Responses of non-Japanese Americans

The reactions of non-Japanese friends, neighbors and classmates were mixed. Some turned their heads and refused to recognize their former friends. Others believed the government propaganda and became outright hostile. Still others helped their Japanese American neighbors by storing belongings and driving them to the places where they were to be picked up. Perhaps only a handful of people understood the true implications of the course of events.

Responses of non-Japanese Americans (126)

Related articles from the Densho Encyclopedia :
Asian American response to incarceration, Jewish response to incarceration

126 items
Emery Brooks Andrews Interview Segment 9 (ddr-densho-1000-155-9)
vh Emery Brooks Andrews Interview Segment 9 (ddr-densho-1000-155-9)
First Sunday after mass removal: father is left with an empty church; memories of visiting Japanese American friends through the barbed wire at "Camp Harmony"
George Yamada Segment 15 (ddr-densho-1000-187-15)
vh George Yamada Segment 15 (ddr-densho-1000-187-15)
Reaction to bombing of Pearl Harbor: a racist encounter at a movie theater

This interview was conducted as part of a project to capture stories of the Japanese American community of Spokane, Washington. Densho worked in collaboration with the Northwest Museum of Arts and Culture.

Takashi Matsui Interview Segment 7 (ddr-densho-1008-4-7)
vh Takashi Matsui Interview Segment 7 (ddr-densho-1008-4-7)
Going to school on December 8th, reactions of other students

Members of the National Japanese American Historical Society (NJAHS) arranged for and conducted this interview in conjunction with Densho.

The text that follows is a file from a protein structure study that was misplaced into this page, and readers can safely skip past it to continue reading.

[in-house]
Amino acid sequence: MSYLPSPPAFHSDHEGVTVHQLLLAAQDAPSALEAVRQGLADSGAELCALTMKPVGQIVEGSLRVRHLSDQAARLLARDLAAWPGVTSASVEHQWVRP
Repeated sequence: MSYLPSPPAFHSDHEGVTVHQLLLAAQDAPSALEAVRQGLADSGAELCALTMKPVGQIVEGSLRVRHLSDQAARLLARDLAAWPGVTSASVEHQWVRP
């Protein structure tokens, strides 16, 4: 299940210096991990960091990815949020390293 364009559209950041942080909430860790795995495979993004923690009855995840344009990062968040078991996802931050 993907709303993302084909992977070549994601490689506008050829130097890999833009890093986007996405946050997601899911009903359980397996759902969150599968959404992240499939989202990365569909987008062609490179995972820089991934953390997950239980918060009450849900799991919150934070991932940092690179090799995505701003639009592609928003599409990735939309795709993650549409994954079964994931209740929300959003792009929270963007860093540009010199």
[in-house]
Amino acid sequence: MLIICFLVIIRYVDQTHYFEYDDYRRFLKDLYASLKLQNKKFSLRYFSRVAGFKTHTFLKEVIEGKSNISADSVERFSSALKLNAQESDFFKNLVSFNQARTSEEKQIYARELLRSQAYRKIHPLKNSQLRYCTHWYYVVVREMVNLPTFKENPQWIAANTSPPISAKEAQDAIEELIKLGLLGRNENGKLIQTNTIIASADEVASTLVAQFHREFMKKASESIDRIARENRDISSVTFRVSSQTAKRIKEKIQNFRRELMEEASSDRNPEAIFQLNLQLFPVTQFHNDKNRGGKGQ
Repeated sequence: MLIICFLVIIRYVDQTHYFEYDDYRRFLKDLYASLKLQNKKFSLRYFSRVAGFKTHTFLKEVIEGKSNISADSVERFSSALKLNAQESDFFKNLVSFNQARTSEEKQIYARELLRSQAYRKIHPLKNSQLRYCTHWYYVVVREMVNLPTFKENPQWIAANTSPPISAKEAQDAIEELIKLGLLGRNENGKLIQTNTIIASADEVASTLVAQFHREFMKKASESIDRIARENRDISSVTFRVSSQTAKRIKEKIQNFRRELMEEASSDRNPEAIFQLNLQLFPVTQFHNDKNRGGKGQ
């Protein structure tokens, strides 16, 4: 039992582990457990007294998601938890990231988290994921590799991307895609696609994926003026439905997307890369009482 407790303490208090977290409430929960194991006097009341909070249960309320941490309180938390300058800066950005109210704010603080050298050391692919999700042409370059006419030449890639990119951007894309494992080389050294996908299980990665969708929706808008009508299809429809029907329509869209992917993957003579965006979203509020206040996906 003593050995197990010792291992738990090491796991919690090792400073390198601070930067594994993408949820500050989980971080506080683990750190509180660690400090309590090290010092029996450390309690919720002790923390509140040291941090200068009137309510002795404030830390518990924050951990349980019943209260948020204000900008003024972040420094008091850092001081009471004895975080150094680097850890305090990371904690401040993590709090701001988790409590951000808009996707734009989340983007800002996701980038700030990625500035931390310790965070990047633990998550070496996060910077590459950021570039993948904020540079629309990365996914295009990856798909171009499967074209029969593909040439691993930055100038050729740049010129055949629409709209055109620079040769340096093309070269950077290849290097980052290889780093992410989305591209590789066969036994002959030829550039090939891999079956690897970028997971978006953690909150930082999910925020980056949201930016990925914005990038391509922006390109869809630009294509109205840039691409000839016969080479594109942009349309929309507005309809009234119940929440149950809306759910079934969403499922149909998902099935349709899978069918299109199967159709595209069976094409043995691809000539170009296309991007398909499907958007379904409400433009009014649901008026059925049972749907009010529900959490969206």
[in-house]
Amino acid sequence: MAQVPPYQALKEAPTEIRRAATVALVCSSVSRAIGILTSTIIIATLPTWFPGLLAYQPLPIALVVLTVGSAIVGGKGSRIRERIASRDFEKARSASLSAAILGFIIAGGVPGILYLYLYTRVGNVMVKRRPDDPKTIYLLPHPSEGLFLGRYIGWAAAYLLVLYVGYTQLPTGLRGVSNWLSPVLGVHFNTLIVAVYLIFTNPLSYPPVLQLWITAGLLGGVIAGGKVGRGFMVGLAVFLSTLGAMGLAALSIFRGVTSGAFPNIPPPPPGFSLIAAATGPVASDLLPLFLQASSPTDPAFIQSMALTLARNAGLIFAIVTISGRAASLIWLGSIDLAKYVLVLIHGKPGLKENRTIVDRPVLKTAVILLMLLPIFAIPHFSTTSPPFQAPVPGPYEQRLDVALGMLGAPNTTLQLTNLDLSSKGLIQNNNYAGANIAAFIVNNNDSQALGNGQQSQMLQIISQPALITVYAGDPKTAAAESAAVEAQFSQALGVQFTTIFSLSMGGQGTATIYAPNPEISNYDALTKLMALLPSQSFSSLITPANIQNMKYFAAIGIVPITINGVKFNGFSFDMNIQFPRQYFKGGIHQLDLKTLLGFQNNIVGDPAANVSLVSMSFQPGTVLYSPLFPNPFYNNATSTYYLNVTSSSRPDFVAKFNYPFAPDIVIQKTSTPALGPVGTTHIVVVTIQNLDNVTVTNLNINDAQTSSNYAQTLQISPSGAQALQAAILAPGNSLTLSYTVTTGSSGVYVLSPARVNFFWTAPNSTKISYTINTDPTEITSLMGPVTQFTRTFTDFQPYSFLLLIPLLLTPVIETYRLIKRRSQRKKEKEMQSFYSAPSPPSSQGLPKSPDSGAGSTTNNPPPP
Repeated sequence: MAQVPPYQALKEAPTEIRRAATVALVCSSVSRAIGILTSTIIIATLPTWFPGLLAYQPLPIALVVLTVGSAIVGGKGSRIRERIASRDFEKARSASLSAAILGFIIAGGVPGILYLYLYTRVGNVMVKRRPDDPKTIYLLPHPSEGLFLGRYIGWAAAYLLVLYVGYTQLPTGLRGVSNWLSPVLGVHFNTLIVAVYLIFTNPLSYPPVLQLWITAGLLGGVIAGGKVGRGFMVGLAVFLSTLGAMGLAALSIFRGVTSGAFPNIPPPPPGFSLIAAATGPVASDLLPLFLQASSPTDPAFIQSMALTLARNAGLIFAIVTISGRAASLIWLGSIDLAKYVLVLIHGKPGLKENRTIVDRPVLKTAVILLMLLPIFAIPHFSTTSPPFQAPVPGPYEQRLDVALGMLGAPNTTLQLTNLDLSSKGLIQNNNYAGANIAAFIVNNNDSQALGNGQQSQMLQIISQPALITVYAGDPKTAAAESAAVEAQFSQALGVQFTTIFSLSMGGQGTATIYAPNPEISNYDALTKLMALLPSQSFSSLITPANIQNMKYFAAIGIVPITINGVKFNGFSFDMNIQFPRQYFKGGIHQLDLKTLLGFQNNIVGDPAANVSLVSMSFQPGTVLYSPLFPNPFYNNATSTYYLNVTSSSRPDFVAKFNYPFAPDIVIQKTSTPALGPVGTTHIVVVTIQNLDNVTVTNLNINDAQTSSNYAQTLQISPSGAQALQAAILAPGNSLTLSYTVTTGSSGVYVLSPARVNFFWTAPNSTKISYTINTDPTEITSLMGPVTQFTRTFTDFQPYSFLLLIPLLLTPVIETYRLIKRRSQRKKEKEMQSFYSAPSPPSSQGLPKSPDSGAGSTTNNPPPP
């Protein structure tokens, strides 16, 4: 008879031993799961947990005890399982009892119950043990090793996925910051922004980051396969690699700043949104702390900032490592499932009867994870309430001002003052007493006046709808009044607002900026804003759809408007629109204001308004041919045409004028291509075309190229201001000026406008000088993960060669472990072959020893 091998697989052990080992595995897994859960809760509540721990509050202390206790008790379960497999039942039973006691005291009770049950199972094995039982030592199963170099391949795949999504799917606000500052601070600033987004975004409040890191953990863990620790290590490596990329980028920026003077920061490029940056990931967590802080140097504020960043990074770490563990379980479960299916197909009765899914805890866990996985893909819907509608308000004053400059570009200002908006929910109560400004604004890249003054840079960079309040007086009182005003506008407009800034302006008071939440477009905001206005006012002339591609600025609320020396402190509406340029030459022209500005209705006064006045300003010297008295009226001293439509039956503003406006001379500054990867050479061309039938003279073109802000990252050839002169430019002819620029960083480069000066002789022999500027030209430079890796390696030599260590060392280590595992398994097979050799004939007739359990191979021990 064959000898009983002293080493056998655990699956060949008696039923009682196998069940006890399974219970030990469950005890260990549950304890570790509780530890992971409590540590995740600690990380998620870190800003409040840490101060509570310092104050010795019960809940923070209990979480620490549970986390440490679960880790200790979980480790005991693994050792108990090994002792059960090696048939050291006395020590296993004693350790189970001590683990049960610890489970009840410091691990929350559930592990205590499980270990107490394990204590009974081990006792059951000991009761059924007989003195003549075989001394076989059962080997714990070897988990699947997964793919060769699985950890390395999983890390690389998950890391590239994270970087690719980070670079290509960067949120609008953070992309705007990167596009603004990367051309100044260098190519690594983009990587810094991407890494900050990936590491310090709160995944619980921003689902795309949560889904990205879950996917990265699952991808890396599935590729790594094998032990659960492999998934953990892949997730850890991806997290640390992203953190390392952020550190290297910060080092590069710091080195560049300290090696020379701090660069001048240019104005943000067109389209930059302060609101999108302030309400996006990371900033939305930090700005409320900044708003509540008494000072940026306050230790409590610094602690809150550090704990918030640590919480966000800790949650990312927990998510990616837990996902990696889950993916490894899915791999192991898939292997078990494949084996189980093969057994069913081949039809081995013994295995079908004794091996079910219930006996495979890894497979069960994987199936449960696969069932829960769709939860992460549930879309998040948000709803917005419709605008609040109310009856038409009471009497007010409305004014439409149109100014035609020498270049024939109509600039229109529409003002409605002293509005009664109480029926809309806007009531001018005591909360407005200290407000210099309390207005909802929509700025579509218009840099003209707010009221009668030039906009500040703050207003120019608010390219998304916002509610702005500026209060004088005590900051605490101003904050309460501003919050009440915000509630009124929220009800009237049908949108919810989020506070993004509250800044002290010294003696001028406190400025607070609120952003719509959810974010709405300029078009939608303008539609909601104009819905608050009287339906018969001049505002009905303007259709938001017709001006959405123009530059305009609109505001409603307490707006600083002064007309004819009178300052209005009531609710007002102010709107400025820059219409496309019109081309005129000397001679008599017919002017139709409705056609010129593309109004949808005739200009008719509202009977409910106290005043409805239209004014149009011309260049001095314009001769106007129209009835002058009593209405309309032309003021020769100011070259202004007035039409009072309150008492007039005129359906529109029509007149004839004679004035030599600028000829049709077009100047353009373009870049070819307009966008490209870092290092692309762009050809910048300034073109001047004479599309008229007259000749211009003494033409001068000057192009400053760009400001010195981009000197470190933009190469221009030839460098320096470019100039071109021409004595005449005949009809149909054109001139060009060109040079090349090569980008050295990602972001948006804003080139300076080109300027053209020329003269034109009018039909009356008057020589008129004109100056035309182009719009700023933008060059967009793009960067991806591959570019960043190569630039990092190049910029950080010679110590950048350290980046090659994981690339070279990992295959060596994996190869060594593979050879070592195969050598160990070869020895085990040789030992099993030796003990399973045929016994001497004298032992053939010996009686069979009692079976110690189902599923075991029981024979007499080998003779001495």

Mollie Nakasaki Interview Segment 10 (ddr-jamsj-2-4-10)
vh Mollie Nakasaki Interview Segment 10 (ddr-jamsj-2-4-10)
Returning to school after Pearl Harbor: classmates "turned against me"; father taken in FBI raid

This interview was conducted by the Japanese American Museum of San Jose, and is part of a project entitled "Lasting Stories: The Resettlement of San Jose Japantown," a collaborative project between the Japanese American Museum of San Jose and Densho.

Brooks Andrews Interview Segment 5 (ddr-densho-1001-7-5)
vh Brooks Andrews Interview Segment 5 (ddr-densho-1001-7-5)
Family's efforts to help Japanese Americans store their belongings during mass removal
Aiko Herzig Interview Segment 6 (ddr-densho-1002-8-6)
vh Aiko Herzig Interview Segment 6 (ddr-densho-1002-8-6)
Experiencing hostility and discrimination in high school after the bombing of Pearl Harbor

This interview was conducted by sisters Emiko and Chizuko Omori for their 1999 documentary, Rabbit in the Moon, about the Japanese American resisters of conscience in the World War II incarceration camps. As a result, the interviews in this collection are typically not ...

Michiko Frances Chikahisa Interview Segment 14 (ddr-densho-1000-347-14)
vh Michiko Frances Chikahisa Interview Segment 14 (ddr-densho-1000-347-14)
The support of the Catholic church after the bombing of Pearl Harbor

This material is based upon work assisted by a grant from the Department of the Interior, National Park Service. Any opinions, finding, and conclusions or recommendations expressed in this material are those of the author(s) and do not necessarily reflect the views of ...

Setsu Tsuboi Tanemura Interview Segment 13 (ddr-densho-1000-266-13)
vh Setsu Tsuboi Tanemura Interview Segment 13 (ddr-densho-1000-266-13)
School principal writes a supportive letter for Japanese Americans following the bombing of Pearl Harbor
Kazie Good Interview Segment 3 (ddr-densho-1000-429-3)
vh Kazie Good Interview Segment 3 (ddr-densho-1000-429-3)
A jarring experience at school after the bombing of Pearl Harbor
Jimi Yamaichi Segment 3 (ddr-densho-1000-106-3)
vh Jimi Yamaichi Segment 3 (ddr-densho-1000-106-3)
Events following Pearl Harbor: a Caucasian friend's tearful warning, and opportunistic farmers look to cash in on the mass removal
Petition (ddr-one-3-11)
doc Petition (ddr-one-3-11)
Typed petition asking for an exemption from Executive Order 9066 on behalf of Kenjiro, Kay, and George Kida living in White Salmon, Washington. Signed by 67 members of the White Salmon community.
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